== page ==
How do credit limits work?
How much you borrow using your credit card depends on your credit limit. Here’s what you need to know about credit card limits and how to use your card responsibly to get better credit.
What is a credit limit?
Your credit limit is the maximum amount you can borrow on your credit card at any one time.
For example, if your credit limit is €1,500 you can owe up to that amount on your card at any time before incurring extra charges.
When you apply for a credit card you’ll be asked how much you want your credit limit to be, but you won’t necessarily get the amount you requested. You will only find out what your credit limit is when your application has been approved.
How is your credit limit calculated?
When you apply for a credit card, your bank or credit card issuer will check your credit history to help decide whether to approve your application and what your credit limit will be.
You can find out about your credit record in our guide How to check your credit record.
Credit limits are also based on other factors including:
- Income and outgoings, e.g salary income and regular expenditure
- Existing credit commitments, e.g. other loans, overdrafts, credit cards
- Credit score, e.g. your repayment and previous borrowing history
Each bank or card issuer has its own lending policy, but all use the Central Credit Register to check your credit history.
Increasing your credit limit
If you want to increase your credit limit you can make a request to your credit card provider, but you may need to complete a fresh application and check your credit record.
Managing your existing credit responsibly can help build your credit score and improve your chances of being approved for a bigger credit limit.
After you’ve demonstrated that you can reliably make repayments for up to six months, it is worth asking your card issuer to increase your credit limit.
How to use your credit card responsibly
- Set up a direct debit: this will ensure you automatically repay funds each month.
- Repay the maximum: if you can afford to pay the full balance each month, do so.
- Set up text alerts: some banks will send out alerts if you are near your credit limit.
- Stay below your credit limit: lenders tends to favour spending within 30% of your credit limit.
- Download the app: many banks and card issuers now have an app. This can help you keep tabs on your spending and manage your credit repayments more easily.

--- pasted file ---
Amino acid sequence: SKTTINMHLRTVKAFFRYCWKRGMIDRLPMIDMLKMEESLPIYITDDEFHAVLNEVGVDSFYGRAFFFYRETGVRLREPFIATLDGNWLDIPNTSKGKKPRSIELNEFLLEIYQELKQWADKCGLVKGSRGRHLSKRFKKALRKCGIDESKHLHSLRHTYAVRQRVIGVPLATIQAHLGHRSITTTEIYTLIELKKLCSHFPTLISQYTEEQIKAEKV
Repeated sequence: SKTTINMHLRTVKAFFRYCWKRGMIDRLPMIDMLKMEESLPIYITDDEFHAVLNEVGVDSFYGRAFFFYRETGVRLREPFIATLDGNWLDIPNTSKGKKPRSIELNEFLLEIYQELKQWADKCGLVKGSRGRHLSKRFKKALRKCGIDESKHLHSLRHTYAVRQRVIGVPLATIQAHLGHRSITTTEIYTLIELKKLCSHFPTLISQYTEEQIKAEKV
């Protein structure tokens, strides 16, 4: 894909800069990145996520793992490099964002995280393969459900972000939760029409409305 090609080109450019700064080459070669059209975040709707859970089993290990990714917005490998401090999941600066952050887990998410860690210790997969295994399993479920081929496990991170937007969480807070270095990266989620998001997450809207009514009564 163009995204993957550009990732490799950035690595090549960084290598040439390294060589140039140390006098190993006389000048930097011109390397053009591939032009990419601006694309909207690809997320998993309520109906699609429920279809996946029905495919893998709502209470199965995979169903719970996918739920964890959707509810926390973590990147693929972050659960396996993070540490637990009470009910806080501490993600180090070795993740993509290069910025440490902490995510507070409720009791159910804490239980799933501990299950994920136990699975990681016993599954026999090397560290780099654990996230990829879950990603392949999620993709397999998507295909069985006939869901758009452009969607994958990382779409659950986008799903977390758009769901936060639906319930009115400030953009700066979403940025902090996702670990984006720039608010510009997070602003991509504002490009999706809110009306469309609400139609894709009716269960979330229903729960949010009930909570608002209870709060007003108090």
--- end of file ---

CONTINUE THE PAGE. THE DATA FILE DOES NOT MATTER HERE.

What happens if I exceed my credit limit?
If you spend more than your credit limit, your bank or card issuer will charge you an overlimit fee.
This fee varies between provider, but as example, it’s €12.70 with An Post and €7.00 with AIB, and will be applied every month you exceed your credit limit.
Exceeding your credit limit will also have a negative affect on your credit score, which could make future borrowing more expensive or harder to get.
Credit card limit FAQs
Can I decrease my credit limit?
Yes, you can request a decrease in your credit limit, as long as your new limit isn’t below the balance still outstanding on your account.
Also, bear in mind that lenders prefer to see you stay well within your credit limit, so lowering it may make you look less creditworthy to future lenders.
Does my credit limit affect my credit record?
Your credit limit will not affect your credit score, but your spending behaviour within the limit may affect your credit history if you fall behind on repayments.
Lenders view you more favourably if you stay well within your credit limit. It’s suggested a good threshold is around 25% of your credit limit each month.
If you go over your credit limit on a regular basis or miss repayments, your record may well affect your credit score.
If I go over my credit limit, will it affect my credit score?
It depends on the card issuer and whether they report it to the Central Credit Register (CCR). If it is a one-off occurrence and the breach is quickly rectified it is unlikely to affect your credit score, however, you will be a charged an overlimit fee.
However, if you repeatedly exceed your credit limit, it is viewed as a red flag by your lender. If you default on your payments, the CCR will be notified and your credit score will be negatively affected.